New Jersey voters will decide Election Day 2020 whether recreational cannabis should be legal. Assuming the current polling data is correct — more than 60% in favor — adult-use marijuana will be legal about this time next year.
There’ll be plenty to discuss between now and then. The ballot question, for instance, doesn’t address revenue and social justice in the ways detailed legislation would have.
Three leaders in the cannabis space will talk about these issues and more during a business networking session Jan. 15 at Red Tank Brewery in Red Bank.
Tickets are limited for this NJ Cannabis Insider meetup. Sponsored by Supreme Security Systems, speakers include Republican state Sen. Declan O’Scanlon, Fruqan Mouzon, a leading cannabis attorney and the former general counsel for the state Senate Majority Office; and Jackie Cornell, chief of policy at 1906 cannabis edibles and former principal deputy commissioner at the state Department of Health.
“New Jerseyans have been eagerly waiting for the legislature to take action on legalization,” Cornell told NJ Cannabis Insider Monday after the Senate and Assembly cast historic votes to place the question of legalization to voters in 2020. „It is imperative that the ballot initiative is coupled with a meaningful implementation plan for Jan. 1, 2021.”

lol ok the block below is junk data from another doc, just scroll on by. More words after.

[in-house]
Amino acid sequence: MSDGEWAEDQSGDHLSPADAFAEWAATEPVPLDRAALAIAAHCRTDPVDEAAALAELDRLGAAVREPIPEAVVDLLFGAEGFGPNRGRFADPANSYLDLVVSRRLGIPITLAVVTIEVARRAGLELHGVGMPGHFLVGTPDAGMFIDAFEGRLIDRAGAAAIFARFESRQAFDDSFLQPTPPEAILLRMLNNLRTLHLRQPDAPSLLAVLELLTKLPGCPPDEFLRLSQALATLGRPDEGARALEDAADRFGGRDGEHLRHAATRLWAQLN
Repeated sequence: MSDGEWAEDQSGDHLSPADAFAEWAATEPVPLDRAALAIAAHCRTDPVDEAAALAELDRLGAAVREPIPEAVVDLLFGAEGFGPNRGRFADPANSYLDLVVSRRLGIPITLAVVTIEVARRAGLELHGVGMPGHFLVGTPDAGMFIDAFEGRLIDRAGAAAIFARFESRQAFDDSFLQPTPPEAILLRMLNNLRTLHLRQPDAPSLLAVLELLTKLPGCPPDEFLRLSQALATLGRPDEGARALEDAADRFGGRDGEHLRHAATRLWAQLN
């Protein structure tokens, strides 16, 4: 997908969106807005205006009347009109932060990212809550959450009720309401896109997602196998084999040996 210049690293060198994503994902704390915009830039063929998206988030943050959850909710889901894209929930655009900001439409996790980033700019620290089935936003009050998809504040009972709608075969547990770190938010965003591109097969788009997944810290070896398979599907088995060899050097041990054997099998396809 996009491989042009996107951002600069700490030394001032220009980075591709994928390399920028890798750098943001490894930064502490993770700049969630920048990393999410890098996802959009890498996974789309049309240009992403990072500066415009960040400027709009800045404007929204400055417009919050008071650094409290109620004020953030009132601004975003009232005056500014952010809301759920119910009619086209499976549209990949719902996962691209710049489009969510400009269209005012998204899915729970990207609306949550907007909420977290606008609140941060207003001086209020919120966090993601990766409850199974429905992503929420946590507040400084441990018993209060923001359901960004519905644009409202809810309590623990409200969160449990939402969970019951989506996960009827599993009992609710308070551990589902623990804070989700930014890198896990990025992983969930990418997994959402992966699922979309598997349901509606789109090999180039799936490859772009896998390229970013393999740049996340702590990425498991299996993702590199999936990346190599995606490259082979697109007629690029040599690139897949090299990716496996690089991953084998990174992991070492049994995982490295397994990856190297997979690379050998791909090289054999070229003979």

Before Election Day, Cornell said, there is plenty more to do for the state’s 60,000 medicinal patients, starting with appointing the Cannabis Regulatory Commission, meeting the statutory deadlines in the Jake Honig Act, as well as moving forward with critical research through the clinical registrant permits.
O’Scanlon, a supporter of medical cannabis, has said he won’t support any form of legalization legislation “until and unless voters have voted in favor of legalization.”
Mouzon, who is a pro-business lobbyist, told NJ Cannabis Insider he’s extremely optimistic about the ballot measure passing next fall.
“The most recent poll found that 62% of New Jersey residents are in favor of ending marijuana prohibition in this state and there is reason to believe that support is growing,” said Mouzon, the cannabis chair at McElroy, Deutsch, Mulvaney & Carpenter. “Nationally, that number is 66-67%. I believe those numbers. I would be more shocked if the referendum failed than I would be if the Jets, Giants, or Knicks made the playoffs this year.”
Present at NJ Cannabis Insider’s most recent meetup in Atlantic City were representatives from three of New Jersey’s dispensaries — Curaleaf, Compassionate Care Foundation, Garden State Dispensary — as well as lobbyists from Genova Burns, Marijuana Policy Project, Komjathy & Kean, Minorities For Medical Marijuana, and ACLU-NJ.
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